Tuesday, January 31, 2017

New Developments

Inside Higher Ed reports on a movement to boycott U.S. academic conferences in response to recent executive actions of the Trump administration:

The new target of the academic boycott movement is the United States. More than 3,000 academics from around the world have signed on to a call to boycott international academic conferences held in the United States in solidarity with those affected by Trump’s executive order barring entry by nationals of seven Muslim-majority countries. The ban on entry into the U.S. has left some students and scholars with valid visas stranded outside the country while others are stuck inside it, unable to leave the U.S. for personal or professional reasons for fear they won't be let back in.
The entry ban, which affects nationals from Iran, Iraq, Libya, Somalia, Sudan, Syria and Yemen, has been widely condemned as discriminatory and as undermining values central to American higher education such as inclusion, openness and internationalism. Civil rights groups have described it as a pretext for banning the entry of Muslims, which Trump explicitly called for during his campaign.
“When we saw the recent news about what’s been dubbed the Muslim ban, we questioned what we could do as academics,” said Nadine El-Enany, a lecturer in law at Birkbeck School of Law at the University of London and an organizer of the call to boycott conferences.
"As academics, we felt that the best way that we could demonstrate very clearly that we are unwilling to benefit from privileges that are so unfairly, unjustly denied others is to refuse to take up those privileges but also to clearly indicate that our business, as educators, cannot go on as normal while such an emergency is happening," said El-Enany, who has withdrawn from an upcoming conference on law, culture and the humanities hosted by Stanford University. Signatories to the document calling for a boycott of international conferences held in the U.S. pledge not to attend them while the ban is in place. The document goes on to state, "We question the intellectual integrity of these spaces and the dialogues they are designed to encourage while Muslim colleagues are explicitly excluded from them."...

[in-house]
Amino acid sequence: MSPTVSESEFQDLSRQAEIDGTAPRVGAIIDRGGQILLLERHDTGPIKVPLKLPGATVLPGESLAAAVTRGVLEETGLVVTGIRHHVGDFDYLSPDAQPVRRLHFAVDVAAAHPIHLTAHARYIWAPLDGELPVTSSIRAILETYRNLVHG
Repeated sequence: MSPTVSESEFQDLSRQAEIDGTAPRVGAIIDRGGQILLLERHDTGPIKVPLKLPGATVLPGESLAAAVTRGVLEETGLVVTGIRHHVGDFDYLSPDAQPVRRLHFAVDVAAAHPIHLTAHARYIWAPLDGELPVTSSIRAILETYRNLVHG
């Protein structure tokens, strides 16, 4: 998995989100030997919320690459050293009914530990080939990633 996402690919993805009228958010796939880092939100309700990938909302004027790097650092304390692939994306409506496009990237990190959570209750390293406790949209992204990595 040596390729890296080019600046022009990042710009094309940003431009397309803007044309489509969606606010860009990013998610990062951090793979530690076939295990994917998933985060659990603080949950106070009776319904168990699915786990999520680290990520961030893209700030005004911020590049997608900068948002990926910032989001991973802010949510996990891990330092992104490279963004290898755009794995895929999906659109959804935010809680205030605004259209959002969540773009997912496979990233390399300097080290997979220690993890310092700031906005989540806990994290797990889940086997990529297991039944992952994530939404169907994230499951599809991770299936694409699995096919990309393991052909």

The president of MIT sent out the message below:
To the members of the MIT community,
For those of you who have been following the developments at MIT since Friday, I was hoping to write to you today with some uplifting news. Yet, as I write, we continue to push hard to bring back to MIT those members of our community, including two undergraduates, who were barred from the US because of the January 27 Executive Order on immigration. We are working personally with all the affected individuals we are aware of. If you know of other students, faculty or staff who are directly affected, please inform us immediately so we can try to help...

Over and over since the order was issued, I have been moved by the outpouring of support from hundreds across our community. I could not be more proud, and I am certain that you join me in thanking everyone inside and outside of MIT whose extraordinary efforts have helped us address this difficult situation. We hope we can welcome everyone back to MIT very soon.

MIT, the nation and the world

I found the events of the past few days deeply disturbing. The difficulty we have encountered in seeking to help the individuals from our community heightens our overall sense of concern. I would like to reflect on the situation we find ourselves in, as an institution and as a country.